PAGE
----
In a world where we expect immediate engagements, results, and responses, we sometimes need to step back and remember not everything comes ready from the package.
Leaders are one of them.
Leadership is a skill set that people learn over time and is best introduced from a young age. A child’s early years are the ones that build the foundation for their learning and development journey. Nurturing these meaningful concepts will progressively shape them into their best version.
But what makes a good leader, and how can parents start presenting these ideas into their kids’ lives?
At EMA, we break leadership down into seven skills:
Leaders can only lead people who trust them, creating a space for everyone to be heard and feel valued. As a parent, you can nurture this skill by teaching your child to ask questions first and share their thoughts second. The best way to do so is by modeling it yourself. This can help kids develop a complete view of the world and grow as leaders in other areas of their life.
Leaders need to be willing to put themselves in the shoes of their peers. Start by talking to your child about their actions’ effect on the people around them. This is a tricky concept for kids to learn on their own, so guiding them in the right direction early on is crucial to helping them become more empathetic in the long run.
Everyone makes mistakes. What sets leaders apart is the willingness to admit what they did wrong and how they will do better in the future. Beyond that, accountable leaders work to ensure their actions align with their words. Talking to your child about taking a gentle but honest look at the decisions they make equips them to learn from their errors and hold themselves to a higher standard in the future.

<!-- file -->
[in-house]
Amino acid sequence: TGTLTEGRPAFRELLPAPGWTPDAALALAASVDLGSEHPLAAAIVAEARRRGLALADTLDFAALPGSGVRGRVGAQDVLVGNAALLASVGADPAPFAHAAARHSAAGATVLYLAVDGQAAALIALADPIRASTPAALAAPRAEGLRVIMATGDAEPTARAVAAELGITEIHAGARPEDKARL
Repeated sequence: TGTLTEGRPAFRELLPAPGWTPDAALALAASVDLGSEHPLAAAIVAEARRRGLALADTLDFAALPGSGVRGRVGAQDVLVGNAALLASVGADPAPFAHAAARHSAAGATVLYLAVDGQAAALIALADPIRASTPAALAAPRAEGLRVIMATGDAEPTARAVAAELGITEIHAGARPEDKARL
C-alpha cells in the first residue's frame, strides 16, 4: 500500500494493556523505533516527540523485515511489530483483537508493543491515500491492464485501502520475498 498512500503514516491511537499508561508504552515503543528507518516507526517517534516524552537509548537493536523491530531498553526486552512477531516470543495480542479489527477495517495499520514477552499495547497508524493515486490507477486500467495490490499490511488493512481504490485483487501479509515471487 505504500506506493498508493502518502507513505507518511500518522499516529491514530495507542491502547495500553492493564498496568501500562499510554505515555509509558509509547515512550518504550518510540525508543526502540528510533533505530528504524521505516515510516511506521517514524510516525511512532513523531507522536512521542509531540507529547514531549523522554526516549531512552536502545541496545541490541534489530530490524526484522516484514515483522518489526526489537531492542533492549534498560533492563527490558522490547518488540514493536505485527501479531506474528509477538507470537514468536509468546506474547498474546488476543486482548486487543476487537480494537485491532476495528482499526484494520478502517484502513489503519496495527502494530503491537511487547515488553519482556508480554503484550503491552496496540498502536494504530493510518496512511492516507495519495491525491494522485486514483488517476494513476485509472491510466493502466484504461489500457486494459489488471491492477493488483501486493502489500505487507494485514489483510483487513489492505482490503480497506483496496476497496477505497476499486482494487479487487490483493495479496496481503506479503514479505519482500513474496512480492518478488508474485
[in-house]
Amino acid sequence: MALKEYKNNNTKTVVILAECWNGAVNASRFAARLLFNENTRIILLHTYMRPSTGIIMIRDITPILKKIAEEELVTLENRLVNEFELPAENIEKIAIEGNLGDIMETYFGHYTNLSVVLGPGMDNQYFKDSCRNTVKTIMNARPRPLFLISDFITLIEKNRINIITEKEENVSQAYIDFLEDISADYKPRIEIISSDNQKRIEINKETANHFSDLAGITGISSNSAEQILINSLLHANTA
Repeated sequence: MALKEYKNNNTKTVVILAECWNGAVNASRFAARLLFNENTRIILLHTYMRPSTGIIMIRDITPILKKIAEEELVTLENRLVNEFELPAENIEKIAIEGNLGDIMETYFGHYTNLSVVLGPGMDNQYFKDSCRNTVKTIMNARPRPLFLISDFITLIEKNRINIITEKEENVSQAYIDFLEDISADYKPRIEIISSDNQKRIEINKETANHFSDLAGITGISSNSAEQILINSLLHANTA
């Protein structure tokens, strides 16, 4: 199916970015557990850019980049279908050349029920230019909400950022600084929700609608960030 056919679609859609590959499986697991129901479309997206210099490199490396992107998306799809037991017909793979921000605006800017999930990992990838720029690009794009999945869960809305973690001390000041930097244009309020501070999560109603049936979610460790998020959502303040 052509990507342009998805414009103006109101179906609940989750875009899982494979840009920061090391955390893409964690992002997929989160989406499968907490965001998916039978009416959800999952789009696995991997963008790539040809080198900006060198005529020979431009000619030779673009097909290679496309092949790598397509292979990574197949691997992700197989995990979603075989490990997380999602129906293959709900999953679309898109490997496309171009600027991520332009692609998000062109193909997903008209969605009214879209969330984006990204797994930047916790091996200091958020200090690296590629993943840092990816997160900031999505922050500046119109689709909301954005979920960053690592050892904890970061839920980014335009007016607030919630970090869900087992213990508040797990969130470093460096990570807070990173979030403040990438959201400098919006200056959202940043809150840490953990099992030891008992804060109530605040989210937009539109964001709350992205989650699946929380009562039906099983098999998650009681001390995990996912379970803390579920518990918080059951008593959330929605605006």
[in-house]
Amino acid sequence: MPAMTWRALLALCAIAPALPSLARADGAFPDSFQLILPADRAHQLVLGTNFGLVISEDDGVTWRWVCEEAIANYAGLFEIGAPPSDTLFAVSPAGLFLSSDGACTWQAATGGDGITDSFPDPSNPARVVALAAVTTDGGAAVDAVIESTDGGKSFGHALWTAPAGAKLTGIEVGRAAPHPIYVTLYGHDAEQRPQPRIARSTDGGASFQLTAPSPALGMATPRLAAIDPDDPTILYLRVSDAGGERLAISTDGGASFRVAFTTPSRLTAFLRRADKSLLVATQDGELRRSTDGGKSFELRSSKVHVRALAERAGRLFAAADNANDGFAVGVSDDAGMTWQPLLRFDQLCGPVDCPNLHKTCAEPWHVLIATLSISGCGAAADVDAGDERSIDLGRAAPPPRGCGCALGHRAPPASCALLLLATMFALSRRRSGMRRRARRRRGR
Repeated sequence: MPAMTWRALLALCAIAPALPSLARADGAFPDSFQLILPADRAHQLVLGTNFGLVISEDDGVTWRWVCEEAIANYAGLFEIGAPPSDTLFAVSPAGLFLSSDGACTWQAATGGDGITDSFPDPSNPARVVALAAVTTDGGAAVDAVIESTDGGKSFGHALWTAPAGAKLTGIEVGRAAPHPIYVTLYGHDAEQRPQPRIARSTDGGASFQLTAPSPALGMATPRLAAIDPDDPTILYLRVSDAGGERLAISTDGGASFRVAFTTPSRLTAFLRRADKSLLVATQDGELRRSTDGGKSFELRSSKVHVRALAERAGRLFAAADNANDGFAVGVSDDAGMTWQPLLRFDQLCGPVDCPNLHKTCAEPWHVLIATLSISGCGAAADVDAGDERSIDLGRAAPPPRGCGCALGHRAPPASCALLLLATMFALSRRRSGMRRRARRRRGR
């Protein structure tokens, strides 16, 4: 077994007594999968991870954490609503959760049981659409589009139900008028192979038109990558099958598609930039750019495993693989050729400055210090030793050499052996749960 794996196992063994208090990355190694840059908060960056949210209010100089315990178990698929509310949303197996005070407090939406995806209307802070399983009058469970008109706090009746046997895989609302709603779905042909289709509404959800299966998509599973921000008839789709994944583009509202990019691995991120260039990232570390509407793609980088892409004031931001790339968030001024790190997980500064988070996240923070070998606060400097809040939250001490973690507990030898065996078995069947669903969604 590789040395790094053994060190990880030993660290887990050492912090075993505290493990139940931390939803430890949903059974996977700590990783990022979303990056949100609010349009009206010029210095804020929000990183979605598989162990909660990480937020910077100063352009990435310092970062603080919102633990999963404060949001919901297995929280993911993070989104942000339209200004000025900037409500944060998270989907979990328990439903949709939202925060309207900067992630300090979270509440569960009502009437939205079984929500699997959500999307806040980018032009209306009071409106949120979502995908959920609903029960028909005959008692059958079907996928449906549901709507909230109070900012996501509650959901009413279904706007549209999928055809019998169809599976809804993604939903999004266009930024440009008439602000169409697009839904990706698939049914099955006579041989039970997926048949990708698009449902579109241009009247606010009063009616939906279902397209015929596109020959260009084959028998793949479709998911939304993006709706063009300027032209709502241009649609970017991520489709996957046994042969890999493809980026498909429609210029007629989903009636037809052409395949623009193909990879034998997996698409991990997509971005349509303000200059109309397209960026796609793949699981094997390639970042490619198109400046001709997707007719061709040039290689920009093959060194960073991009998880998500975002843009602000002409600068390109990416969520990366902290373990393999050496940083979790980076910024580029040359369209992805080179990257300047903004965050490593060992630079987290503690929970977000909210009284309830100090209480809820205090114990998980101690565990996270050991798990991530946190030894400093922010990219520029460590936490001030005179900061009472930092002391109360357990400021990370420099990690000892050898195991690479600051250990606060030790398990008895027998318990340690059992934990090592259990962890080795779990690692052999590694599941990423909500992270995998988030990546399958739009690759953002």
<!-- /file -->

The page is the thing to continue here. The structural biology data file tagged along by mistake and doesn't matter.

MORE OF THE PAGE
It seems counterintuitive, but leaders who make the most mistakes often grow the fastest. Failure gives people a precious opportunity for development. Encouraging your child to embrace risks, challenges, and the unfamiliar with enthusiasm shows them the importance of pushing past their comfort zone for improvement.
The best leaders spend more time encouraging than critiquing. These kinds of “energy-giving” individuals are positive, lift people and offer them the confidence to do even better. To help your kid become an energy giver, start by modeling giving them energy each day by always pointing out what they do right before you mention what they did wrong, and inspire them to do the same for others.
Resilience goes hand in hand with being accountable and daring. As challenges and obstacles arise, leaders serve as role models. Resilience takes optimism, and it requires a lot of practice. Present your child with the possibility of taking a positive outlook when something goes wrong or being flexible when the situation is not ideal. As we all know, it’s one of the most important skills to thrive as an adult.
Leaders are responsible for those who look up to them, so putting others before themselves is essential. Selflessness is the action behind empathy, which keeps a team together. There are a lot of difficult decisions in leadership, so educating your child to put others’ needs before their own will give them the skills to rise to the occasion when they need to.
Teaching leadership skills and learning about them takes time, persistence, and patience, but it doesn’t need to be overly complicated or become a chore.
As a parent, ensure you are also learning new things, developing yourself, and enjoying a purposeful journey alongside your child.